Have you ever looked at the ingredients for mayonnaise?
It contains things like oil and vinegar–two liquids that never get along. And yet, some how in your jar of white gloopity-glop, they’ve come together in peace. All for the sake of your sandwich. Maybe that’s why they call it Miracle Whip? Well, this little miracle is called an emulsion.
What’s an emulsion?
An emulsion is a mixture of teeny-tiny particles that are disseminated in another material, but do not separate out of that material. Basically, two liquids that don’t usually mix are dispersed throughout each other.
How does this happen?
An emulsion occurs when one ingredient is slowly added to another ingredient and both of those ingredients are being mixed up simultaneously. Small particles of one liquid are spread through the other liquid. Then, an ingredient called an emulsifier is added to keep those particles from separating. The emulsifier is attracted to both oil and water, so it acts as a binder.
Ok, so what about mayonnaise?
Well, mayonnaise is an emulsion! To make an emulsion, you need three key players–1. vinegar/acid 2. oil and 3. egg. Vinegar and Oil never stay friends for long. When they get together, they always end up separating. But then good ol’ egg comes in. Egg is Switzerland. It’s a peace treaty. It’s going to let vinegar and oil make amends and everybody can then get along for good. Egg yolk contains lecithin, which is a phospholipid that on one end is attracted to vinegar and on the other end of the molecule, is attracted to oil. When the ingredients are incorporated very S-L-O-W-L-Y (because in all good peace talks, patience is prudent), over time they come together into a beautiful, creamy mixture.
Sometimes peace talks fail.
Ok, it’s true. I wish it weren’t so, but peace talks aren’t always successful–and emulsions aren’t either. If the oil is added too quickly, the end result could look like the picture on the left. The mixture will be smooth and liquids will be dispersed, but not fully. It’s not a total wash though! I’ve had a few failed emulsions and still used the mixture as a dressing for dishes like my Broccoli Salad (that I’ll share soon…oh it’s so good!).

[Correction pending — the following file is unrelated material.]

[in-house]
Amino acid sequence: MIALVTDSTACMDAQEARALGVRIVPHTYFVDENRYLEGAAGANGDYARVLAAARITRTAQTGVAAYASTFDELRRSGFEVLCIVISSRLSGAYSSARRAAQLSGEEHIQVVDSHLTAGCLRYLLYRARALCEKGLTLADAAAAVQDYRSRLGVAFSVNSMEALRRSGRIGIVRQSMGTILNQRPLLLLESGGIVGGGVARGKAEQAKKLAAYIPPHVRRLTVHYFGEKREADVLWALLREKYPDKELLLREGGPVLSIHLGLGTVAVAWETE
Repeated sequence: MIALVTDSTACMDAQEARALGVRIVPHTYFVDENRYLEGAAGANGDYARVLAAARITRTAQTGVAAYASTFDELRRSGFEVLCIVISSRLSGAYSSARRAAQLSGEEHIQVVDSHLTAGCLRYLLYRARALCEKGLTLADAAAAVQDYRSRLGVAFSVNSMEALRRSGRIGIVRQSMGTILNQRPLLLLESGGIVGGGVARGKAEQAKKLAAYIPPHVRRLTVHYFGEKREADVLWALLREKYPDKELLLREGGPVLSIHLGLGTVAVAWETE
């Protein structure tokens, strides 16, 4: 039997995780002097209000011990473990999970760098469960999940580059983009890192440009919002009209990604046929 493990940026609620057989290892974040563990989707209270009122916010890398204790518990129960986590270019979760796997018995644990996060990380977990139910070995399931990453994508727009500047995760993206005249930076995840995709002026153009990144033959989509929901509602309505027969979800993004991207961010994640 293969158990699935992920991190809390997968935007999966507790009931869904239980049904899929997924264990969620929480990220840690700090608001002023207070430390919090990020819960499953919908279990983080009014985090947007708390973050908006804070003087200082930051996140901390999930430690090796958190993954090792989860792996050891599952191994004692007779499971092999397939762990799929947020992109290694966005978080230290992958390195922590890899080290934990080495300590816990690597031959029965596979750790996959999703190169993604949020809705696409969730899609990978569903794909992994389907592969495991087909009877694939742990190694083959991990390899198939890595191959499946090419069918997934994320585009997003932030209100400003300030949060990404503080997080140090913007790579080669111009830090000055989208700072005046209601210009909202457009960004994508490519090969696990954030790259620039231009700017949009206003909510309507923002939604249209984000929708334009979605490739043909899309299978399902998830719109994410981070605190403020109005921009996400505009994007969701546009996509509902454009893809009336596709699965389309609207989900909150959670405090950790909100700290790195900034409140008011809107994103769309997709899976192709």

If the emulsion is broken–that is, if it did come together and then later falls apart–then you can try whipping it up again with another egg yolk.
So, let’s have a go at it, shall we?
adapted from Mommypotamus
makes about 1 cup
3 egg yolks from pastured hens *
1 Tbsp. lemon juice**
1/2 tsp. unrefined sea salt
2 tsp. raw honey or maple syrup (I use a 50/50 mixture)
1 tsp. ground mustard
1/2 cup coconut oil (find quality coconut oil here)
1/2 cup olive oil (find quality olive oil here)
*room temperature eggs work best, also there is a 1 in 20,000 risk of raw eggs containing Salmonella (eat at your own risk), disclaimer
**lemon juice is an acid that can be used in place of vinegar–it gives it a brighter taste in my opinion
In a food processor or blender, blend the egg yolks for about 1 minute. Add the lemon juice and blend for another 30 seconds. Then add the sea salt, sweetener, and mustard and pulse to combine.
Turn on the food processor and slowly pour the oil into the egg mixture. When you pour the oil, the oil stream should be very thin–like you are pouring the tiniest amount of oil at a time, while still actually pouring oil. The oil pouring process takes 3-4 minutes, so don’t feel like you have to rush. The key to successful, creamy mayonnaise is patience here.
How long does it last?
Once the mayonnaise is made, store it in the fridge. In terms of how long it lasts, most say two weeks. Funny thing is, I always eat it up before then! It’s so easy to make, I just whip up another batch!